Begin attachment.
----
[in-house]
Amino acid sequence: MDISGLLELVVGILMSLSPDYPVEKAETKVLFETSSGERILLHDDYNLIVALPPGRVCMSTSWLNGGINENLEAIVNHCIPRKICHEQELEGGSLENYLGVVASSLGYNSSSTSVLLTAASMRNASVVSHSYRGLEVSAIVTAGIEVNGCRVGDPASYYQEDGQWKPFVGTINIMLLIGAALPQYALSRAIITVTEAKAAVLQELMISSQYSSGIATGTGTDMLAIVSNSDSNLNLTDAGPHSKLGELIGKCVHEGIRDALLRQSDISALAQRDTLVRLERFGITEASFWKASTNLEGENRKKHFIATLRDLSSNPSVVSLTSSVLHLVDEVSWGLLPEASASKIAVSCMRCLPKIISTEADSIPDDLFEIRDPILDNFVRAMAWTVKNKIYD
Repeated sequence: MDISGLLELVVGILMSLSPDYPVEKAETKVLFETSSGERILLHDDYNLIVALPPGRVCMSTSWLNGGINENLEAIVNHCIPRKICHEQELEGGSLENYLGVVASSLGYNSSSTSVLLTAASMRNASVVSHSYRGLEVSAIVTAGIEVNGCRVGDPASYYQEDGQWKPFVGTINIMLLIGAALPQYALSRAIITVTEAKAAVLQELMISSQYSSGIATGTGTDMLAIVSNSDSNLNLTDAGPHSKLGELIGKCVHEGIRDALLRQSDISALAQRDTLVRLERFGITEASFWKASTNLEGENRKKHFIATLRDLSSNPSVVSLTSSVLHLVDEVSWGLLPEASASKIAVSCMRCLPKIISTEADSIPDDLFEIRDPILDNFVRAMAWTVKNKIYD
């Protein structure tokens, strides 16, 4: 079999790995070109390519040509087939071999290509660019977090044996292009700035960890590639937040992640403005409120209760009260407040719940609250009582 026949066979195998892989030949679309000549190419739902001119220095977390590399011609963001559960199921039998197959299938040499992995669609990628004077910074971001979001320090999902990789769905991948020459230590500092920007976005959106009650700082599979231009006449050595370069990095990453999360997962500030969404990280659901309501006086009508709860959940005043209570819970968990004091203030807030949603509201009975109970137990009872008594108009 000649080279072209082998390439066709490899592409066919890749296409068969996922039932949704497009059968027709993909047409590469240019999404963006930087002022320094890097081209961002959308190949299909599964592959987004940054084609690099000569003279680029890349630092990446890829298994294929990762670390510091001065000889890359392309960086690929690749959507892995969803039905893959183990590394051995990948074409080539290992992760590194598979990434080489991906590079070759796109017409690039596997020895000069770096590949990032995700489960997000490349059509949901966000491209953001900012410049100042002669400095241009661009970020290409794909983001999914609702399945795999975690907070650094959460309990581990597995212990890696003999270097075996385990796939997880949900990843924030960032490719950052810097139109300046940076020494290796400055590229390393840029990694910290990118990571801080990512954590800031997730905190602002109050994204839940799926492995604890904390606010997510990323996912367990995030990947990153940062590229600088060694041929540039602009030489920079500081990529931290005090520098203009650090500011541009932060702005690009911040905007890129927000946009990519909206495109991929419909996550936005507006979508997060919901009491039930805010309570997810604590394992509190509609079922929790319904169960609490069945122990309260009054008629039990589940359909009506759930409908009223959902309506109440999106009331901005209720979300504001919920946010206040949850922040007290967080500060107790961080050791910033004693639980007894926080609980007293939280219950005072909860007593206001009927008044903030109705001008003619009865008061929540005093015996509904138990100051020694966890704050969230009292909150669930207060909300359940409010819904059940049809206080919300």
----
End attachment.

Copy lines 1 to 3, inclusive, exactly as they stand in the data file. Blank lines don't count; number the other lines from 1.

[in-house]
Amino acid sequence: MDISGLLELVVGILMSLSPDYPVEKAETKVLFETSSGERILLHDDYNLIVALPPGRVCMSTSWLNGGINENLEAIVNHCIPRKICHEQELEGGSLENYLGVVASSLGYNSSSTSVLLTAASMRNASVVSHSYRGLEVSAIVTAGIEVNGCRVGDPASYYQEDGQWKPFVGTINIMLLIGAALPQYALSRAIITVTEAKAAVLQELMISSQYSSGIATGTGTDMLAIVSNSDSNLNLTDAGPHSKLGELIGKCVHEGIRDALLRQSDISALAQRDTLVRLERFGITEASFWKASTNLEGENRKKHFIATLRDLSSNPSVVSLTSSVLHLVDEVSWGLLPEASASKIAVSCMRCLPKIISTEADSIPDDLFEIRDPILDNFVRAMAWTVKNKIYD
Repeated sequence: MDISGLLELVVGILMSLSPDYPVEKAETKVLFETSSGERILLHDDYNLIVALPPGRVCMSTSWLNGGINENLEAIVNHCIPRKICHEQELEGGSLENYLGVVASSLGYNSSSTSVLLTAASMRNASVVSHSYRGLEVSAIVTAGIEVNGCRVGDPASYYQEDGQWKPFVGTINIMLLIGAALPQYALSRAIITVTEAKAAVLQELMISSQYSSGIATGTGTDMLAIVSNSDSNLNLTDAGPHSKLGELIGKCVHEGIRDALLRQSDISALAQRDTLVRLERFGITEASFWKASTNLEGENRKKHFIATLRDLSSNPSVVSLTSSVLHLVDEVSWGLLPEASASKIAVSCMRCLPKIISTEADSIPDDLFEIRDPILDNFVRAMAWTVKNKIYD